Appomattox

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A Victory Parade in New York. Harper’s Weekly.

Conceptualizing the Civil War’s end, even during the opening months of 1865, was nearly impossible: who could imagine Confederate General Robert E. Lee surrendering himself and his men to the custody of the Union army? How many members of the Confederate government would be taken prisoner and be tried for treason and any number of other crimes for defying the United States federal government? What would come from an Abraham Lincoln presidency that was not entirely consumed with prosecuting the war? And perhaps the most troubling question of all: how, after all the fratricidal blood shed and destruction wrought against one another, could the Confederate states be readmitted and the country continue to exist? On April 9, 1865, at Appomattox Court House in Virginia, when General Lee surrendered to Union General Ulysses S. Grant, the contours of a post-war America were beginning to be defined—and for the Confederates, it appeared, with Lee’s surrender, that the future would be one of subjugation to the northern states. Read more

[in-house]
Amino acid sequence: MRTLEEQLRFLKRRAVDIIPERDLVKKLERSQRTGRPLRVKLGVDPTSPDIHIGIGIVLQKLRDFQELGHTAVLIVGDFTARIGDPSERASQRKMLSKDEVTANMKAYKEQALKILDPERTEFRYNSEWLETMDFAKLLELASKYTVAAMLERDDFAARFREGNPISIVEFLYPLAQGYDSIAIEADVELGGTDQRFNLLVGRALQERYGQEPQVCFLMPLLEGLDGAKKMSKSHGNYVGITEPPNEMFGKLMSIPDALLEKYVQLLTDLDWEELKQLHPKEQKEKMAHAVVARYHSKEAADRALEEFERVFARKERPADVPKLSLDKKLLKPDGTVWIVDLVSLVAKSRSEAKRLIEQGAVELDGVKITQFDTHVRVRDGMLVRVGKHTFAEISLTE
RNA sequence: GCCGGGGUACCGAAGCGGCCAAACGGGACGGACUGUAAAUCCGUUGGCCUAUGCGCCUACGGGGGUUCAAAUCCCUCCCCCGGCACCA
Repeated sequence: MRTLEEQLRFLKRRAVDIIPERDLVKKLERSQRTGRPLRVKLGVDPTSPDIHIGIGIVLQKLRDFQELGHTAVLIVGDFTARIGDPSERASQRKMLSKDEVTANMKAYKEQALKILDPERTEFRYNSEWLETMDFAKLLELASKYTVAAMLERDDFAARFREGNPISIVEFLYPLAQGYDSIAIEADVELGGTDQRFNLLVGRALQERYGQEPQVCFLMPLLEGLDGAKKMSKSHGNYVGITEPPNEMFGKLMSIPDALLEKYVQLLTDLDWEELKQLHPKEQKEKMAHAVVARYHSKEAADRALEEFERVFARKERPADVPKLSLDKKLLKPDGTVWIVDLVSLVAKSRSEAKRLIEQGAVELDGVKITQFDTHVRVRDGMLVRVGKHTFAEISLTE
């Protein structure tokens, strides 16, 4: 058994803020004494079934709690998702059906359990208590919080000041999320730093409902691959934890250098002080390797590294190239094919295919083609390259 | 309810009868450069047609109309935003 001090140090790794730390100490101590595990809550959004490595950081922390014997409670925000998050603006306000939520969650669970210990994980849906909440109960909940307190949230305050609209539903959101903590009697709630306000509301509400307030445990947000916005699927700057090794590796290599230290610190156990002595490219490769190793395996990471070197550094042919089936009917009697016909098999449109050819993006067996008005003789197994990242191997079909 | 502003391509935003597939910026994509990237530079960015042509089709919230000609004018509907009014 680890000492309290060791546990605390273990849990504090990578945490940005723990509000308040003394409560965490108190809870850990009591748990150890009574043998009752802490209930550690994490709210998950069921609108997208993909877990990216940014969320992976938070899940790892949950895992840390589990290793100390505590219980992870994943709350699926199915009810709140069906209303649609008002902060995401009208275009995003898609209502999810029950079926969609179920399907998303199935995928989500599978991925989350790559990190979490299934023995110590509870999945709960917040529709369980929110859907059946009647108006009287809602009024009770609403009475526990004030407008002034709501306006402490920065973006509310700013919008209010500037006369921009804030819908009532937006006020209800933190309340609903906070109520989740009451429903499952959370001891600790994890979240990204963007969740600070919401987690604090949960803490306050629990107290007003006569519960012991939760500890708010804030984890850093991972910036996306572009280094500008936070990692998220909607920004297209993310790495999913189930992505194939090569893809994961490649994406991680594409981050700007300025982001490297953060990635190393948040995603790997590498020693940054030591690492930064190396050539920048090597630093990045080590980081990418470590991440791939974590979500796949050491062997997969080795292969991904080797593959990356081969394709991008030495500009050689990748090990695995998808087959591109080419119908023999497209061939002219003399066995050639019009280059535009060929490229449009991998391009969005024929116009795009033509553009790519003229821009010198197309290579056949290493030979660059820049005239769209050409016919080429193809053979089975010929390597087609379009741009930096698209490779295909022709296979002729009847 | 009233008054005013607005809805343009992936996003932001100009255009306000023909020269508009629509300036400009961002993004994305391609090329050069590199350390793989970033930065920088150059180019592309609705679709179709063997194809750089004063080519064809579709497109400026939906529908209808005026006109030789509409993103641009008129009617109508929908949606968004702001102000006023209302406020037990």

Tightening the Cordon

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Union General William Tecumseh Sherman and His Staff. By: Mathew Brady.